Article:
It’s been three years since we’ve gotten a Freddie Gibbs solo album–I’m not talking about collaborations with one producer as they are on a tier all their own, but ones with many producers–despite the inconsistencies in quality, track-to-track, it’s regularly a must-listen when he drops. I say that primarily due to his ear for production since that’s one constant that keeps one gravitating back. That’s not the case with $oul $old $eparately, another conceptual album that tries too hard to present sonic layers that aren’t present; however, they aren’t an ear-sore but relatively more confusing. Most of that comes from forcing a narrative about Gibbs’ lackadaisical living in-between albums, leaving many around him annoyed and confused, like how fans feel about some of his beefs. $oul $old $eparately is different than his last non-collaborative with one producer, album, particularly in sound, as it shifts from his 2019 self-titled album’s more 80s Soul–R&B at the height of the Perm haircut’s popularity. It is more grounded in Hip-Hop, showing its hand and delivering some less than surprisingly inconsistency through the synergy with the beats and features where you’re coasting positively, for the most part.
$oul $old $eparately has a concept, and it’s simple: Freddie Gibbs is taking his sweet time, living luxuriously and carefree instead of releasing an album. We hear his hotel room’s phone voicemails with some slight annoyance from people in his orbit and some vocals from his Vegas hotel’s intercom. And we hear his manager and Jeff Ross, for example, and though he’s tackled various landscapes, many don’t fit within the bigger picture. I could understand Joe Rogan, but when one hears Jeff Ross, one can get confused. They tend to dilute the effectiveness of the tracks, especially as they round themselves with some forgettable beats. If you disregard some of the dialogue and vocal transitions, you’ll end up listening to the crisp lyricism and flows that have kept Gibbs fresh. Without balance in production, it loses its vanity. But as you listen to the album, you start to ponder things, one of which Jeff Ross brings up–what’s with the rabbits? Freddie Gibbs is about symbolism within gritty street rap bars, and it hits on a consistent level.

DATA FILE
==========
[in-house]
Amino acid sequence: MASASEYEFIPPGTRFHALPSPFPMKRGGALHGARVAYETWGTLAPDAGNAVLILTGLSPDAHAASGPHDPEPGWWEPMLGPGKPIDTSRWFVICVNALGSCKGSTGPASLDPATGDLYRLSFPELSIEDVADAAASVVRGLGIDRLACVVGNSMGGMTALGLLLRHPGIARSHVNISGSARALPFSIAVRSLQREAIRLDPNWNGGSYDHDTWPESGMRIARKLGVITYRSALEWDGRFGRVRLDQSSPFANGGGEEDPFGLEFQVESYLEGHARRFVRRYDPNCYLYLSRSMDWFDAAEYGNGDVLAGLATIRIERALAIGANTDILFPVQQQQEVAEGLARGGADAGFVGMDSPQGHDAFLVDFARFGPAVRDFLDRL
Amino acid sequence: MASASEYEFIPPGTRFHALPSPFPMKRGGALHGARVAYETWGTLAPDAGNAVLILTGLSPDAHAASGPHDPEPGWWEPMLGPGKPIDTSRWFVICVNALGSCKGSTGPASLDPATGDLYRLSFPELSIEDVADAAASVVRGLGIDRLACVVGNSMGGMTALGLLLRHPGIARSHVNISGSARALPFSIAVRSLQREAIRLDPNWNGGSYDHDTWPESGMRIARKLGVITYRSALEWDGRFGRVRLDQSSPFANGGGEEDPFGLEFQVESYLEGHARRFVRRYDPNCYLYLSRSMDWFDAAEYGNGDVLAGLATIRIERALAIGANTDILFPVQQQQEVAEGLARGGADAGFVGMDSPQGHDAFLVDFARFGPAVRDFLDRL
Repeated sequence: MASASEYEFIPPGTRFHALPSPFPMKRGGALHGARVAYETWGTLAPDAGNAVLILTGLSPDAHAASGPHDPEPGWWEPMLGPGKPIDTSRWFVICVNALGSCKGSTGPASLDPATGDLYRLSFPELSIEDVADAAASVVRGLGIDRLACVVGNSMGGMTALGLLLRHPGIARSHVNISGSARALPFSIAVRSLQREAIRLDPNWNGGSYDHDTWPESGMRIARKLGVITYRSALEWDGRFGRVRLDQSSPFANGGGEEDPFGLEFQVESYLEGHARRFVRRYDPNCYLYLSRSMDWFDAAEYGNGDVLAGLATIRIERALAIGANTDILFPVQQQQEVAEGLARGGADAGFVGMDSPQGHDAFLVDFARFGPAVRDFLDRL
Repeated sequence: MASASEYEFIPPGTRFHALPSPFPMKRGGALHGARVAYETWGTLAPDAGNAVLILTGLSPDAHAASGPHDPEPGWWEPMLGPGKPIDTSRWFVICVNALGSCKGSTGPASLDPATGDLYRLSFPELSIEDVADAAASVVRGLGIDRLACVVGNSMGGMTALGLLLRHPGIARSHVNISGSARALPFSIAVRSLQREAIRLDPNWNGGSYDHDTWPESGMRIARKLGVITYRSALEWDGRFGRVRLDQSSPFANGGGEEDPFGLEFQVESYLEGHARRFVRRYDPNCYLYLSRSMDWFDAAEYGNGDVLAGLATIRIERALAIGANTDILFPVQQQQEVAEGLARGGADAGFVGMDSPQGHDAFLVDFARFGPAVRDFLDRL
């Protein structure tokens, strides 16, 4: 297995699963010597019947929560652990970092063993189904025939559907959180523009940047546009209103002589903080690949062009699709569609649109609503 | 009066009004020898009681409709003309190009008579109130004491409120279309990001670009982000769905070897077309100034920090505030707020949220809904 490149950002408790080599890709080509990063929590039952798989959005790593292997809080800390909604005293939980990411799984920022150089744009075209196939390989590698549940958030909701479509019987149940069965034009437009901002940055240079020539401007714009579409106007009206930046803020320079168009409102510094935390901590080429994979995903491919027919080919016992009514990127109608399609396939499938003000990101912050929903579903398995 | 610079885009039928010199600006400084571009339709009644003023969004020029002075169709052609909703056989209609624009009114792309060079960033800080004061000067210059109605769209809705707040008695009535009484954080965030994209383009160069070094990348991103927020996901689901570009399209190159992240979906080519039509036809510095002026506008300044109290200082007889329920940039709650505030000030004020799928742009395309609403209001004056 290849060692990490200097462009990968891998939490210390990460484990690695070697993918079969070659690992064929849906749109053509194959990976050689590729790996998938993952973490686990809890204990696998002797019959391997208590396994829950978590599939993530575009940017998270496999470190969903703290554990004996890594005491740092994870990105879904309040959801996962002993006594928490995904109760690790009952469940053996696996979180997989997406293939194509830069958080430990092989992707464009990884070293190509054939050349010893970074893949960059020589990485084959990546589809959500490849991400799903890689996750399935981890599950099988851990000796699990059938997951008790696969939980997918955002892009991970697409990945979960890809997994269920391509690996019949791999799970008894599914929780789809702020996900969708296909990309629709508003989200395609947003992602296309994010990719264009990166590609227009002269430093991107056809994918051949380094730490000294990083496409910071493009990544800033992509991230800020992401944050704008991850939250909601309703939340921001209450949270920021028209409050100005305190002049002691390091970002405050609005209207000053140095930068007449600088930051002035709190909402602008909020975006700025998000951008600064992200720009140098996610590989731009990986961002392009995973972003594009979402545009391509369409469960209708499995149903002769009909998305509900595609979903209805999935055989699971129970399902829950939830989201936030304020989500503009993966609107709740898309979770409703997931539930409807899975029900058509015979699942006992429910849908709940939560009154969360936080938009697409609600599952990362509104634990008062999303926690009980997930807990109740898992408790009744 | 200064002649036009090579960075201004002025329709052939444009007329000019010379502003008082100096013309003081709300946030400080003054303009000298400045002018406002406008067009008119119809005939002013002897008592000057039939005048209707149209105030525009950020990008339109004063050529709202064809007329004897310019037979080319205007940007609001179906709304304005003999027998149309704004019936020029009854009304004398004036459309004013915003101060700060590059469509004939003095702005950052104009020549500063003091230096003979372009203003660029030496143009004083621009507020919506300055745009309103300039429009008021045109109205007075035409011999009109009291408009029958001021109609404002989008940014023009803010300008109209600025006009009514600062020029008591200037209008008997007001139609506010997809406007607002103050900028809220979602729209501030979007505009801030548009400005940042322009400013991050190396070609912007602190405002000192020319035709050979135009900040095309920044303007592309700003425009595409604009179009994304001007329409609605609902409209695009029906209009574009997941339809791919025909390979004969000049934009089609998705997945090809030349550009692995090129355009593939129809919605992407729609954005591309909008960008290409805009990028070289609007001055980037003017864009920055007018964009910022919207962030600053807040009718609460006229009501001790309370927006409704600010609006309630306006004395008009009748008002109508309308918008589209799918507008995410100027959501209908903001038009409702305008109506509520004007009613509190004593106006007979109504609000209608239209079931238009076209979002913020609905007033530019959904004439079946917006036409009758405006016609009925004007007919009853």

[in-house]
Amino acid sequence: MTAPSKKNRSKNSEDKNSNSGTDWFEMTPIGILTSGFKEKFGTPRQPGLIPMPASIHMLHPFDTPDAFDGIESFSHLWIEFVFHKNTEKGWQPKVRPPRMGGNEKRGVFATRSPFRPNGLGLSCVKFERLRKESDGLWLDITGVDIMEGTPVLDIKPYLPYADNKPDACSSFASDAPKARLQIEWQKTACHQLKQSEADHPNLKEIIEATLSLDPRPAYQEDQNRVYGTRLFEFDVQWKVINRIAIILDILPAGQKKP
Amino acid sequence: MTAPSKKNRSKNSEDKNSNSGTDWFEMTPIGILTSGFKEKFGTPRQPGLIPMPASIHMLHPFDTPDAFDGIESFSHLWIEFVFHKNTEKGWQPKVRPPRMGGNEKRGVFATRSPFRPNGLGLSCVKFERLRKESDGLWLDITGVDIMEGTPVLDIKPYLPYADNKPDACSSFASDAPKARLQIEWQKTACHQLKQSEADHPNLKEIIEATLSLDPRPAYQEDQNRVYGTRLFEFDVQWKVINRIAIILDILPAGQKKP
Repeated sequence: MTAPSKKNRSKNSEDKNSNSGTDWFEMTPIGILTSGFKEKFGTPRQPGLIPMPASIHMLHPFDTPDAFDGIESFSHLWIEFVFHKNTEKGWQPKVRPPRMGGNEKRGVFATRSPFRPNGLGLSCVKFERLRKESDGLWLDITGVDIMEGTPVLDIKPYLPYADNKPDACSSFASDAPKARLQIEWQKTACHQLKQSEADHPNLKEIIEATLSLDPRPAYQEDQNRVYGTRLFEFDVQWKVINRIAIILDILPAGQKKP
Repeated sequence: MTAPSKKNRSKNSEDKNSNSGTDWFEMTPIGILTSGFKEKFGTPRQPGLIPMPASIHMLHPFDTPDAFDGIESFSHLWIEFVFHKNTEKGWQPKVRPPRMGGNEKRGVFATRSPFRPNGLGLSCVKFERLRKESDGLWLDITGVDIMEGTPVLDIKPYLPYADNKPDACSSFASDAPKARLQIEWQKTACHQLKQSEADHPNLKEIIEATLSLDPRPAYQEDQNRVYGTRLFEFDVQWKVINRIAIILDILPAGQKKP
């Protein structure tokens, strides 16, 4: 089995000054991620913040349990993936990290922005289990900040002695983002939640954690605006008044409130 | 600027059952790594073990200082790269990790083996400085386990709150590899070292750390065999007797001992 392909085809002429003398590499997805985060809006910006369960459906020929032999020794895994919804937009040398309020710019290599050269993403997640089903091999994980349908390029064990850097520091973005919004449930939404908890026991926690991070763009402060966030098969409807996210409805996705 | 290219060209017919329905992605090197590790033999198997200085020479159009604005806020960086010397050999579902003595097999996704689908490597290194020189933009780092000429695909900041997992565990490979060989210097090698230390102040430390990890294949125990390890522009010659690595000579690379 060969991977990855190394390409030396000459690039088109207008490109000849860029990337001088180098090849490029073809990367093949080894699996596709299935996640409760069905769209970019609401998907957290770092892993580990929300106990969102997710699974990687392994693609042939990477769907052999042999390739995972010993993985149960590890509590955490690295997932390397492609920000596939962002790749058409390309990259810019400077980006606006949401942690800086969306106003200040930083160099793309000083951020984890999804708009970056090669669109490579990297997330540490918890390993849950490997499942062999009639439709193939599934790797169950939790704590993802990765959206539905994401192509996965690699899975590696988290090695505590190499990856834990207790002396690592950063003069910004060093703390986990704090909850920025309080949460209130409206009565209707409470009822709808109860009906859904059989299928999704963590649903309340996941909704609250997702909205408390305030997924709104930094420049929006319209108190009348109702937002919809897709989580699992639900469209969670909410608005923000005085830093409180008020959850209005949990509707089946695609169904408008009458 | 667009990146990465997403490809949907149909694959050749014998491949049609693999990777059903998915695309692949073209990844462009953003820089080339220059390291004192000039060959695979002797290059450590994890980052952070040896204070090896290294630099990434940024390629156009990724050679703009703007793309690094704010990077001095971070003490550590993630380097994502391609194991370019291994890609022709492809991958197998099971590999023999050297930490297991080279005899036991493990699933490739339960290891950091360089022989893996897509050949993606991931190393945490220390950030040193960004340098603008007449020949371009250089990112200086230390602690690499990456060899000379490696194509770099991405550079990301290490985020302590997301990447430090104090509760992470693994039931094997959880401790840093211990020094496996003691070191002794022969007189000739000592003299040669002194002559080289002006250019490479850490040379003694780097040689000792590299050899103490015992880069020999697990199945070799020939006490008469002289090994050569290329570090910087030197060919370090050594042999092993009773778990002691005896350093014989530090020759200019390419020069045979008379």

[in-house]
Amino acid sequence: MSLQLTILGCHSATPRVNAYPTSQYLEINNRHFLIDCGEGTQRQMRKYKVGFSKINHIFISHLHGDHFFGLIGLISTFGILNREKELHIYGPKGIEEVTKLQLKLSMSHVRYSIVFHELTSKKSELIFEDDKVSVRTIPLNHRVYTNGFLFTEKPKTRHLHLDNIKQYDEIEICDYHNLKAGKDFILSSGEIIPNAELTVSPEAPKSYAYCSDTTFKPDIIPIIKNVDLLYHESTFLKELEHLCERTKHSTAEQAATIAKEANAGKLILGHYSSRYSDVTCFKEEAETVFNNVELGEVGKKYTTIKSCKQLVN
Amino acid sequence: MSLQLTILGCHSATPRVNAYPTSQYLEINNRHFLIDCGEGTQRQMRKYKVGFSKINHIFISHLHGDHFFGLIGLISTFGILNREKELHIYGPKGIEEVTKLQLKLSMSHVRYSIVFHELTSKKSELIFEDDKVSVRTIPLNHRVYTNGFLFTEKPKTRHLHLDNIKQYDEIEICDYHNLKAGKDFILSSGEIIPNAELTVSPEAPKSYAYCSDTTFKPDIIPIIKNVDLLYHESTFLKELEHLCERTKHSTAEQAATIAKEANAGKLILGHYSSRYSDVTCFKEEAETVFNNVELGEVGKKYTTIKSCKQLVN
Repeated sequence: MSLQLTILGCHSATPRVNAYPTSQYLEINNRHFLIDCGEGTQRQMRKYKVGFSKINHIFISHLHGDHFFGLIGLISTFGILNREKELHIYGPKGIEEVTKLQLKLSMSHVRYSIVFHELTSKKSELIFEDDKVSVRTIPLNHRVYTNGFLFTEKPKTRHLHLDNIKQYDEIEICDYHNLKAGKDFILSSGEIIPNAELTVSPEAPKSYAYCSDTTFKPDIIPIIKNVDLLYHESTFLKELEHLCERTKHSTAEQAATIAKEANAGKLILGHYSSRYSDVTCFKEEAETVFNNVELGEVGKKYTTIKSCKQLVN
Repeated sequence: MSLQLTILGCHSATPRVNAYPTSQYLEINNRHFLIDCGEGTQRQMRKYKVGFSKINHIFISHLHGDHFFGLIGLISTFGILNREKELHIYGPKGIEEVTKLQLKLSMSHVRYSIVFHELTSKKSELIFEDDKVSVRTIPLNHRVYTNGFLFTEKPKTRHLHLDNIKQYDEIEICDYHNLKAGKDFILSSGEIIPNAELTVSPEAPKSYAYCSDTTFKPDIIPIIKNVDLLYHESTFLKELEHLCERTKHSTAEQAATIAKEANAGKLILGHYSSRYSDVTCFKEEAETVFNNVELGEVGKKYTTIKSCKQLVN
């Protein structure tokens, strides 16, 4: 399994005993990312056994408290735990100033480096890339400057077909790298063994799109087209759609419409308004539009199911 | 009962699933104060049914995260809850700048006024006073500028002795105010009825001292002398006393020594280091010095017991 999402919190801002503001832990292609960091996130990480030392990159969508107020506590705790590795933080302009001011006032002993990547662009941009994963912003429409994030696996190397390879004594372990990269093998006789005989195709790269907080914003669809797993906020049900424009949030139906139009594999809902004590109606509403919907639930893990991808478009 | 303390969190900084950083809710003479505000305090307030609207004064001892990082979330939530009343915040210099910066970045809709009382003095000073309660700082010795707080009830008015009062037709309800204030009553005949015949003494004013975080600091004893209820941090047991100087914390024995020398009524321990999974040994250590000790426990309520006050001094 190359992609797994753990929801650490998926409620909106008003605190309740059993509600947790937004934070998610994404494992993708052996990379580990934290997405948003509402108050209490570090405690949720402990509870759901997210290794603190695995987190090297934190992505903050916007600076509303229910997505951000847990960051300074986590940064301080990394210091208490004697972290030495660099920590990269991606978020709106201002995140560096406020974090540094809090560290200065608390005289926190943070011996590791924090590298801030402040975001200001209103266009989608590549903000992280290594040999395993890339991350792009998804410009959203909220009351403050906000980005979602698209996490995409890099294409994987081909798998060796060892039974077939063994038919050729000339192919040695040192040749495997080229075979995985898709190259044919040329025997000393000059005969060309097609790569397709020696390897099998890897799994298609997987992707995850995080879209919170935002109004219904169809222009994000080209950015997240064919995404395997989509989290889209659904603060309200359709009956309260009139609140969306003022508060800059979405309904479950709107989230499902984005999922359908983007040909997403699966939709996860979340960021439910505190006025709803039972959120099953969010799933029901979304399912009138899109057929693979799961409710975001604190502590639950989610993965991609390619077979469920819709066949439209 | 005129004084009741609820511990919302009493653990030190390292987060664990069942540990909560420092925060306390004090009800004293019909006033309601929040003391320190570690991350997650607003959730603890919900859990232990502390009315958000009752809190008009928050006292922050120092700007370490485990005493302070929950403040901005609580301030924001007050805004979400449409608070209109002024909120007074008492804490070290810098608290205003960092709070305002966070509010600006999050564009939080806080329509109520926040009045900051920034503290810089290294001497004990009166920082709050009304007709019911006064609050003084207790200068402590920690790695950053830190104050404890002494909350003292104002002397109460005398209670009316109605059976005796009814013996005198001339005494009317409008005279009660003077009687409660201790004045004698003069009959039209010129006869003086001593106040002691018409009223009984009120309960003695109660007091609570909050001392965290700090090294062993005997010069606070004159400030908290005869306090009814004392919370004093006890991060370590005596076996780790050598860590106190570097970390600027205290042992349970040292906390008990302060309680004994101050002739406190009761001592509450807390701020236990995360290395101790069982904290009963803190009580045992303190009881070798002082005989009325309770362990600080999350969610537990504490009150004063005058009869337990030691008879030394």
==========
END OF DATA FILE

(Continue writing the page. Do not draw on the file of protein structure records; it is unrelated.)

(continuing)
Freddies Gibbs raps about drug dealing, luxury, and violent notations among this plethora of topic subsidies that could relate to the three. It’s in line with the connotation deriving from the album title. Gibbs comes across as this soulless person who is zoned out and inviting random heads to a Vegas party involving many drugs as he lives his best life and warns people he doesn’t fuck with. Unfortunately, that soullessness transfers over many beats, with rare outliers popping out. “Feel No Pain,” “PYS,” and “Zipper Bagz” are some that instantly come to mind. The respective producers try something refreshingly new with the percussion, playing with the drum patterns on all fronts. “Feel No Pain” is audaciously grand, giving us nuances of the boom-bap style with live drums, while “PYS” contains that southern, slowed-down drum pattern influence boasting the grit of Gibbs and featured artist DJ Paul. Throughout the album, there isn’t a lack of quality with the lyricism. These tracks, along with others like “Blackest In The Room,” “Space Rabbit,” and “Gold Rings,” grasp you hard and keep you centered in the direction on hand, even when the features are lackluster.
Like most Freddie Gibbs albums, $oul $old $eparately contains a platoon of features that usually match the quality of Freddie’s verses. Some may come and deliver with typical frequencies, like Rick Ross, Pusha T (still producing a great verse), and Offset, but others elevate their respective tracks further. Some two notable ones, “Feel No Pain” and “PYS,” see Anderson .Paak, Raekwon, and DJ Paul add depth by providing the sauce on the platter through unique inflections that translate over the nuanced beats. Melodic features like Kelly Price and Musiq Soulchild balance Gibbs’ grit and present forth equilibrium that is mainly nonpresent. In retrospect, they boast the quality of Gibbs’ solo tracks as there is little reliance on features that sometimes don’t deliver, like Offset or Moneybagg Yo. And, since they don’t get strong beats to flow over, it causes them to feel more like an afterthought. They look like something spectacular could be conducted on paper, but the semi-half-assery doesn’t allow you to ingest what it’s saying at times.
The beats get handled by many producers. But as the expression goes: there are too many cooks in the kitchen. Oddly with that many cooks, the production isn’t all that interesting and never truly bloated. They are never immersive as you are just listening to Freddie Gibbs rap without sonic fluidity. It’s an intriguing experience that gets less enjoyable the more you lament the effectiveness of its concept and themes. There are lyrical and technical consistencies from Gibbs, but the beats flummox you as the quality shift is more apparent. The tracks that fail to make an impact aren’t that lavish and maintain a mundane percussion-driven core without trying to elevate the exterior sounds, which makes you feel that Gibbs works better with a producer who can deliver proper, linear direction for him.
There is enough to reflect and return to, but $oul $old $eparately isn’t the standout his 2019 release, Freddie, was. $oul $old $eparately aims to be something of grandeur, but that gets instantly forgotten because of its lackluster delivery on the exteriors. You’re left feeling that if he toned it down and let it stay focused on being a little more apropos, it would be a much stronger album. You’re given something great beneath the surface, but it requires a good amount of your attention before finding what tracks you truly like, unlike those collaborative efforts, which have clearer directions.